While refusing to order a blanket ban on firecrackers on Diwali, the Supreme Court on Wednesday expressed displeasure over the union government’s failure to carry out its earlier directive.
The directive included giving wide publicity to the ill effects of bursting of crackers, including sound and air pollution.
The union government has not complied with the 16 October order, the apex court said, taking a dim view of the government’s inaction on the issue so far.
An apex court bench of Chief Justice H.L. Dattu and Justice Arun Mishra asked the government and other authorities to launch a publicity campaign both in print and electronic media on the harmful effects of firecrackers during the festival season from 31 October to 12 November.
The court reiterated its earlier order of 2005, prohibiting bursting of firecrackers during night hours from 10 p.m. to 6 a.m.
“When we passed our October 16 order, we intended it to be carried out and advertisements published continuously,” the court observed as Solicitor General Ranjit Kumar told the bench that advertisements were ready and would be published before Diwali.
Apparently unimpressed by the submission, the bench questioned the efficacy of such advertisements. “You publish (the advertisements) one fine morning. When we passed that order, we intended it to be published continuously.”
The court said the advertisement campaign would now begin from 31 October.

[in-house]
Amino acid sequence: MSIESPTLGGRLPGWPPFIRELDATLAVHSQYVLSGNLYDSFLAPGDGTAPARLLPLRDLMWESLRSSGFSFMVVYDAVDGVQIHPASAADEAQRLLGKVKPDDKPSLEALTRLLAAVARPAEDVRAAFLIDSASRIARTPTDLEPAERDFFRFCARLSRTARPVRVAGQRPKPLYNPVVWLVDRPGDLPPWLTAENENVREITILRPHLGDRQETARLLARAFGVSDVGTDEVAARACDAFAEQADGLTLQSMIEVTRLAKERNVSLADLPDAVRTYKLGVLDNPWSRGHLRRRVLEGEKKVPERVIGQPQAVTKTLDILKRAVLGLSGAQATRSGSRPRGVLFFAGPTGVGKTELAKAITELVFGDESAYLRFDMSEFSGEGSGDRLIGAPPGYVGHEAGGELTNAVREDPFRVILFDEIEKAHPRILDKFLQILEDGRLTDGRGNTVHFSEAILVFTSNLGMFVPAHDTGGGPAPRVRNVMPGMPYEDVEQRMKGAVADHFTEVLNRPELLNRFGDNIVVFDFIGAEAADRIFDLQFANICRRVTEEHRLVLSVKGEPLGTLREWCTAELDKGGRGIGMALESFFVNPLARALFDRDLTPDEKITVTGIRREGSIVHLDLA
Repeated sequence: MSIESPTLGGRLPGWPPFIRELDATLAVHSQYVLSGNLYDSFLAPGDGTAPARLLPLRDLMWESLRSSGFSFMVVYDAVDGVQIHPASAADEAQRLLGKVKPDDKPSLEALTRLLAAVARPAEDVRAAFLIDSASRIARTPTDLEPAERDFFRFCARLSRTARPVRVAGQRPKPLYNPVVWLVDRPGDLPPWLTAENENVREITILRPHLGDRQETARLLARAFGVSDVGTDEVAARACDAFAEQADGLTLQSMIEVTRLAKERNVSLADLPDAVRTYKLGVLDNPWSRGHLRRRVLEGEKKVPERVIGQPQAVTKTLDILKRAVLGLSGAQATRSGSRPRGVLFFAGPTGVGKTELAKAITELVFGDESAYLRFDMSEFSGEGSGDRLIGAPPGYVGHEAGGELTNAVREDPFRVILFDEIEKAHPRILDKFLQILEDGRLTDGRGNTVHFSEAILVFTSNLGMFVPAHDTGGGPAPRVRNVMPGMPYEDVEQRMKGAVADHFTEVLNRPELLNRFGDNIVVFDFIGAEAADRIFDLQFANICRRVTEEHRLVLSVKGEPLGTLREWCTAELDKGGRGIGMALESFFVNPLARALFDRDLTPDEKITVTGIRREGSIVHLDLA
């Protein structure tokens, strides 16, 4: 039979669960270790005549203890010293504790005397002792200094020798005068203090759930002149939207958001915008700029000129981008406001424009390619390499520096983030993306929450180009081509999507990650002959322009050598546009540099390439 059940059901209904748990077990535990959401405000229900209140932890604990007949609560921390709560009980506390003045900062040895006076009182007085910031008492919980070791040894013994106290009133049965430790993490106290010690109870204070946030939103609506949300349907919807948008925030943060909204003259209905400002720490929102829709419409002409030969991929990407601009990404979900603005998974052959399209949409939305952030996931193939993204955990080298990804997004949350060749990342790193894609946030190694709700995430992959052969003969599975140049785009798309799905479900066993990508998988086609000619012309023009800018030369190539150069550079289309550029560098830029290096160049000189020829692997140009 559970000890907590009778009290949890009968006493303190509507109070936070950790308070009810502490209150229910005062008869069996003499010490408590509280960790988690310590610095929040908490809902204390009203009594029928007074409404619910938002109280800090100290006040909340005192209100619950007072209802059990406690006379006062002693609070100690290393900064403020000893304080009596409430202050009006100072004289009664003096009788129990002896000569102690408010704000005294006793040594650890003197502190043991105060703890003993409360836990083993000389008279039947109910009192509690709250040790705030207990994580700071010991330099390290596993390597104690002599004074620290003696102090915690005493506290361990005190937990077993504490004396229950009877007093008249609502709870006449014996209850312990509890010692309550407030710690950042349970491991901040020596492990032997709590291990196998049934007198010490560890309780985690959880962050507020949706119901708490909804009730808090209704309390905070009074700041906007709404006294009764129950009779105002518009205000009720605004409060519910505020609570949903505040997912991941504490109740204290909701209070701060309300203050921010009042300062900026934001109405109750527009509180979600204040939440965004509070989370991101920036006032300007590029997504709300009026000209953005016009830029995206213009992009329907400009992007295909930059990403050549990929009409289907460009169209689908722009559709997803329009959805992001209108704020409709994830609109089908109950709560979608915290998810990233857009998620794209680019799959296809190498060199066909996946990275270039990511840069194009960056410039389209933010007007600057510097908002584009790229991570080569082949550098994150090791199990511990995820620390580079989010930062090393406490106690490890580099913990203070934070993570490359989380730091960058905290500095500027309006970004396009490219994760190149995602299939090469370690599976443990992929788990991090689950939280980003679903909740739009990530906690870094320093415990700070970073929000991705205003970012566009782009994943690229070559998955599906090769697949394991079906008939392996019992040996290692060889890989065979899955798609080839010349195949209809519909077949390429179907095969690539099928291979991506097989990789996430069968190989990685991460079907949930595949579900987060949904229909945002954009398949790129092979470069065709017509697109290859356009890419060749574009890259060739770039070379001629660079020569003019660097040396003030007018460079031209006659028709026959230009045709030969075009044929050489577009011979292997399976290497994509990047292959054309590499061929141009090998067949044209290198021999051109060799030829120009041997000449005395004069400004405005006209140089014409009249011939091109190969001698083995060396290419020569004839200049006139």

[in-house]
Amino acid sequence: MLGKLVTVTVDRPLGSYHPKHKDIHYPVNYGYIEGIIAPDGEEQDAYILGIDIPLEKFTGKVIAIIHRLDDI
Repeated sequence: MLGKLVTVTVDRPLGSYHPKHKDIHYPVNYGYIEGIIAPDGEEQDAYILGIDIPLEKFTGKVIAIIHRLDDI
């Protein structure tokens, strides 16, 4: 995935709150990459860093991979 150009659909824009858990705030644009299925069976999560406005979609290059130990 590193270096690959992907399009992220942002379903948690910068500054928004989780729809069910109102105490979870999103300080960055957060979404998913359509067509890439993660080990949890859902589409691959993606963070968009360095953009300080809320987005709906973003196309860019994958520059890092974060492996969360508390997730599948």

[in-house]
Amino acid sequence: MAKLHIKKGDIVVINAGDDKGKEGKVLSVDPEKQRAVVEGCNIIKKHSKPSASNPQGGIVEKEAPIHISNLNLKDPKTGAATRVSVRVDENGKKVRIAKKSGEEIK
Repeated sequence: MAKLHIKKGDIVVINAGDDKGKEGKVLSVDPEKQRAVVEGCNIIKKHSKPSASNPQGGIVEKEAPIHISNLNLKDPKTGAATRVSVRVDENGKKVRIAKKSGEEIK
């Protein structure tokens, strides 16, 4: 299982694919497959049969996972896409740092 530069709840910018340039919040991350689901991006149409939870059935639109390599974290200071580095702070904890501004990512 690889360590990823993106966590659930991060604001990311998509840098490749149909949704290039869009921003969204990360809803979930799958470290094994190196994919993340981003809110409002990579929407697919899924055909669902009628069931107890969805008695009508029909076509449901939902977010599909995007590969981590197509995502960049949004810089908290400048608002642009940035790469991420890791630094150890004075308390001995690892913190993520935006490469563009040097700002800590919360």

The apex court in its 16 October order directed the central and state governments to give wide publicity, both in print and electronic media, to the ill effects of fireworks and advise the people accordingly.
That order also directed “teachers/lecturers/assistant professors/professors of schools and colleges to educate students about the ill effects of the fireworks”.
As senior counsel Abhishek Manu Singhvi, appearing for a toddler-petitioner, urged the court to direct that people should burst firecrackers at a common ground, Chief Justice Dattu said, “We can’t say that all those who want to burst firecrackers should go to Nehru Ground.”
“We can’t regulate the bursting of firecrackers,” Chief Justice Dattu observed.
“You are asking for an order which can’t be enforced,” Justice Mishra said as Singhvi wanted the apex court to fix some “reasonable time limit” for bursting of firecrackers.
Three toddlers – six-month-olds Arjun Gopal and Aarav Bhandari and 14-month-old Zoya Rao Bhasin – moved the apex court to seek a ban on the sale and bursting of firecrackers during Dussehra and Diwali celebrations as it aggravated the already dangerous air pollution level and harmed them.
Counsel told the court that lungs of the toddlers were not yet fully developed and large-scale bursting of firecrackers during Dussehra and Diwali would further aggravate the already polluted air, and would be seriously detrimental to their health.
The three toddlers moved the apex court through their lawyer fathers.